There are companies out there that will publish your book through several e-reader platforms at once. Amazon, however, likes to stand on its own, but there are some companies that will distribute to them too.
One suggestion would be to publish through Amazon and then publish through an aggregation service provider in order to get to all the other e-readers. Just remember, don't choose to put your book in KDP Select if you are doing this, because you can only sell through Amazon if you put your book in that program.
It looks like the easiest aggregate is:
Check out their website here: http://www.smashwords.com/about/how_to_publish_on_smashwords.
They reach Apple iBookstore, Barnes & Noble, Sony Reader Store, Kobo, and the Diesel eBook store.
Royalties are 60% and they only take 15% of the net each time they sell your book. They have a very good support page with a wealth of information on how to publish through them: http://www.smashwords.com/about/supportfaq.
They even provide free ISBNs. For information on what an ISBN is, take a look at this page: http://www.isbn.org/standards/home/isbn/us/isbnqa.asp.
Just so you know, you don't have to have an ISBN to publish to the Kindle (Amazon provides its own number for your book, the Amazon Standard Identification Number (ASIN)). So, if you publish through Amazon first, you don't need to worry about acquiring an ISBN before publication. The other systems require ISBNs, however, so going through Smashwords will get you one for free.
As with anything that seems fairly easy, there is a downside to KDP, PubIt!, and Smashwords: You have to format your ebook to fit their platforms. Depending on your skill level and patience, this can be a discouraging task. Each website for each publisher gives directions on how to format your ebook to fit each of their e-readers. It can be a long and arduous part of the self publishing ebook process.
There is a program that can help you in these conversions called Jutoh. This is an ebook editor for $39.00. You can find it here: http://jutoh.com/.
There are numerous individuals that you can hire to do these formats as well. I am not to this point with my own book, however, so I don't know any to recommend. I'm simply sharing what my limited research has turned up. Though, Smashwords does have a list of ebook formatters and cover artists. You can send an email to firstname.lastname@example.org and request "Mark's List."
If you're not up to all that, never fear. There are aggregate providers that will do it for you for a fee, of course.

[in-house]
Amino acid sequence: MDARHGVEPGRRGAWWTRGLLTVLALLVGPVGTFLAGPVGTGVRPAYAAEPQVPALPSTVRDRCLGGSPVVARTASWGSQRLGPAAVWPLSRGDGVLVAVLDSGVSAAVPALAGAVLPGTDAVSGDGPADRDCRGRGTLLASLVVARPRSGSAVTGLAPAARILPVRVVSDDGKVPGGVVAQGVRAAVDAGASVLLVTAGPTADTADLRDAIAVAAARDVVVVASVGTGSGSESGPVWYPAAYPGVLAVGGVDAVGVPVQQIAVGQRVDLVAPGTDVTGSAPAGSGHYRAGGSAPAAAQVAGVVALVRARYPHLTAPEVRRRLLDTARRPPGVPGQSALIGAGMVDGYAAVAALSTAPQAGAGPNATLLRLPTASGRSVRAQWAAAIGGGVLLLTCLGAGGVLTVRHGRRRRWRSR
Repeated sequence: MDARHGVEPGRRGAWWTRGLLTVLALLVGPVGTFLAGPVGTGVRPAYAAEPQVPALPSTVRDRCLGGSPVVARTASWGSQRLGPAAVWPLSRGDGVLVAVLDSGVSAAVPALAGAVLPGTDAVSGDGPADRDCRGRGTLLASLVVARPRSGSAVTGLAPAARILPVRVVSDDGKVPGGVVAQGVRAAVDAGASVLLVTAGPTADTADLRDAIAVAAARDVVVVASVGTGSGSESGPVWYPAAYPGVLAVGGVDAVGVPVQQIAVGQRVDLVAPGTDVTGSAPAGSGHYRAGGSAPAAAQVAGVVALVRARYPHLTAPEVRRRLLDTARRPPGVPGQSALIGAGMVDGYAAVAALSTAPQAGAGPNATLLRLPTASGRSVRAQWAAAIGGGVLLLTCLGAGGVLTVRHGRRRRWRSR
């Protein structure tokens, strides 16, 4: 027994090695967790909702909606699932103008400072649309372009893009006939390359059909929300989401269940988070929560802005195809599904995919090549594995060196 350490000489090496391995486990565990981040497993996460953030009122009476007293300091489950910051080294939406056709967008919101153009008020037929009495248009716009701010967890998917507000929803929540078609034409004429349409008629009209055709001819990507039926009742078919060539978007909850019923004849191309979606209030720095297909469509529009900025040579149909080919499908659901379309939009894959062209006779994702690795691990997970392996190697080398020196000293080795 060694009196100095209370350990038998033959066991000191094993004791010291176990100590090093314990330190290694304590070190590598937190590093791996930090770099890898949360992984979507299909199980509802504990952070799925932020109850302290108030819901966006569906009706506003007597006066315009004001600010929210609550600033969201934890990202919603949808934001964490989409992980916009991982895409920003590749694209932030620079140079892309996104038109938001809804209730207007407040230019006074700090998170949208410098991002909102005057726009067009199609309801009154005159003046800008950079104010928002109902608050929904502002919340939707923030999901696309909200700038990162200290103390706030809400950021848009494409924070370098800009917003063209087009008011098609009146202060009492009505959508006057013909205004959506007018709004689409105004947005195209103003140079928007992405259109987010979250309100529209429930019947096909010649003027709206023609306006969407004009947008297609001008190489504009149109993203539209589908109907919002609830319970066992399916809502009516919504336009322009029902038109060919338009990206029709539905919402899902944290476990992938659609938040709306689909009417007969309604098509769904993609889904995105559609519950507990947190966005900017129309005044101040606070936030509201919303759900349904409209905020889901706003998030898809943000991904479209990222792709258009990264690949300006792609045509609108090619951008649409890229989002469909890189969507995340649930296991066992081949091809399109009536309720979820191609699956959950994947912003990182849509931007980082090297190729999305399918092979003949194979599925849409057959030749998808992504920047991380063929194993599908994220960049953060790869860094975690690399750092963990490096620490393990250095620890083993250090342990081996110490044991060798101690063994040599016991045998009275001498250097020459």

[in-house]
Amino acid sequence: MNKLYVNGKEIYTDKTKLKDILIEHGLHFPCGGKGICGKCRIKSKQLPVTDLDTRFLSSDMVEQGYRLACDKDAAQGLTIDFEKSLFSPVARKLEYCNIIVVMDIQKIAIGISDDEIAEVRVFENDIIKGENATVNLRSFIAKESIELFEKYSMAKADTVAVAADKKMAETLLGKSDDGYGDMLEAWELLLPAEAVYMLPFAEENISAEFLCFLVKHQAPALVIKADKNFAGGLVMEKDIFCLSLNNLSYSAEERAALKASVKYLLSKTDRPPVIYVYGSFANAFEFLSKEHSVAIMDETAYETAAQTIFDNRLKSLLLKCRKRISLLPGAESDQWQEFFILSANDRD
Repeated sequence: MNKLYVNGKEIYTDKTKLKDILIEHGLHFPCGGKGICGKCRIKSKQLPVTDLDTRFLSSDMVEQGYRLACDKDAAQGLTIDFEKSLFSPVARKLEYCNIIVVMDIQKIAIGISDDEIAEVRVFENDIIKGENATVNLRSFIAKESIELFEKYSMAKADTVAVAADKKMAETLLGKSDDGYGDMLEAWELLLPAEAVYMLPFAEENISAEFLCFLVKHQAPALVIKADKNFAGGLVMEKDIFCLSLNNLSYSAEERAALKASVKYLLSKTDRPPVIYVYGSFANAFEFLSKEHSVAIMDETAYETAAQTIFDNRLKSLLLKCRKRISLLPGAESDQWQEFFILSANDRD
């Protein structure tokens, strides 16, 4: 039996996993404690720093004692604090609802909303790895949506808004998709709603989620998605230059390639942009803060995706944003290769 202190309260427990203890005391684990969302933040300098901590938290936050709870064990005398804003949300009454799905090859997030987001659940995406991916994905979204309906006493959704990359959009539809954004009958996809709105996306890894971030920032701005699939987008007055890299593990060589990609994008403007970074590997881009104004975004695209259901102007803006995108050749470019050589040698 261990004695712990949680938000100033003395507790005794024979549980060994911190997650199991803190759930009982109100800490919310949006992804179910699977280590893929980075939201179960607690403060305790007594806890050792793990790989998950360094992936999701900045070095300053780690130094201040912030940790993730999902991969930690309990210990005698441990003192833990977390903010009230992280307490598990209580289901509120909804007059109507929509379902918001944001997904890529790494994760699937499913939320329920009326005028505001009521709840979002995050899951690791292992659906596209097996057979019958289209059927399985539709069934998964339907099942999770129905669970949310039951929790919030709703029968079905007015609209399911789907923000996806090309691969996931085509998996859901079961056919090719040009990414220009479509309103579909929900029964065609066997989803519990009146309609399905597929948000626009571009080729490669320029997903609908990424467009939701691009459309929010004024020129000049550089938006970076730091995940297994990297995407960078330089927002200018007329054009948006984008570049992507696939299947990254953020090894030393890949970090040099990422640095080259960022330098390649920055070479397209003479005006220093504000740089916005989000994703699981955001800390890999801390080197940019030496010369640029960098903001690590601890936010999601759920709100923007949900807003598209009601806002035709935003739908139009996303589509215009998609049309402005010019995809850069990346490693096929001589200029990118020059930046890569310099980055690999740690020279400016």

The homepage to eBookit can be found here: http://www.ebookit.com/index.php.
This company charges $149 to convert your book for just about any and all e-readers, including the Kindle. They will even help you with your cover. They seem to have a pretty solid plan and will distribute your book to all the major e-reader platforms. For another fee, they'll even advertise your book for you. You get the most profit if you sell through their store, of course, but even with their take on what you sell through Amazon, B&N, Apple, etc., this might be a low stress way of getting your formatted book out there.
The only worry I have with this company is the fact that they say that updates to your book are billed at "only $49.00 per hour." That seems steep and the 'only' part made me laugh a little. I'm not sure if this means they periodically have to update your book or if all updates are only done if requested by the author. They have a pretty good support page, though, which can be found here: http://www.ebookit.com/thefaqs.
This company seems to have a pretty solid plan as well. The home page to book baby can be found here: http://www.bookbaby.com/.
Book Baby's motto is "Self Publishing Made Easy." They will publish your book for as low as $99, which includes all conversions, and will distribute it to Apple's iBookstore, Amazon, Sony Reader Store, Kobo, Barnes & Noble, Copia, Gardners, Baker & Taylor, and eBookPie.
This company does not take any commissions at all, but they do have a $19 annual fee.
Here is their pricing list: http://www.bookbaby.com/pricing.
Book baby will help with your cover, with conversions, and will provide an ISBN for an additional $19. Here's how it works: http://www.bookbaby.com/howitworks.
That concludes the extent of my research. I have not tested any of these options myself, but having it all in one place will be helpful for when I get to the publishing stage of my books, if I decide to go the indie route. Hopefully this was helpful for you as well.
I also found this blog post by Henry Baum. It has some helpful information about eBookit and Book Baby and the comments are very helpful too: http://www.selfpublishingreview.com/blog/2011/04/ebookit-book-baby-publish-green/.